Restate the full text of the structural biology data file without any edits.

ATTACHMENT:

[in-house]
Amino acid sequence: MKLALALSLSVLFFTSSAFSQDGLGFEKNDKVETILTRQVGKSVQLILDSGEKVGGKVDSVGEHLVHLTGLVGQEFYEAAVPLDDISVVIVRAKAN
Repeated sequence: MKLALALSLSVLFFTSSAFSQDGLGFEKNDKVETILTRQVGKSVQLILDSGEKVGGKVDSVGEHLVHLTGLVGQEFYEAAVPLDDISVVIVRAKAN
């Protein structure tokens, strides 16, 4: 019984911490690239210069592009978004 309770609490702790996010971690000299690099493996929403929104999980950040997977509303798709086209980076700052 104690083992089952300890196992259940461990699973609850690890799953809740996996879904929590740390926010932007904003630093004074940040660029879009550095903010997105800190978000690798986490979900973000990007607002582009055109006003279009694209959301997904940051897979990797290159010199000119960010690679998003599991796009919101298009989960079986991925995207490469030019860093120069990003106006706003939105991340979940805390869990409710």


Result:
[in-house]
Amino acid sequence: MKLALALSLSVLFFTSSAFSQDGLGFEKNDKVETILTRQVGKSVQLILDSGEKVGGKVDSVGEHLVHLTGLVGQEFYEAAVPLDDISVVIVRAKAN
Repeated sequence: MKLALALSLSVLFFTSSAFSQDGLGFEKNDKVETILTRQVGKSVQLILDSGEKVGGKVDSVGEHLVHLTGLVGQEFYEAAVPLDDISVVIVRAKAN
């Protein structure tokens, strides 16, 4: 019984911490690239210069592009978004 309770609490702790996010971690000299690099493996929403929104999980950040997977509303798709086209980076700052 104690083992089952300890196992259940461990699973609850690890799953809740996996879904929590740390926010932007904003630093004074940040660029879009550095903010997105800190978000690798986490979900973000990007607002582009055109006003279009694209959301997904940051897979990797290159010199000119960010690679998003599991796009919101298009989960079986991925995207490469030019860093120069990003106006706003939105991340979940805390869990409710």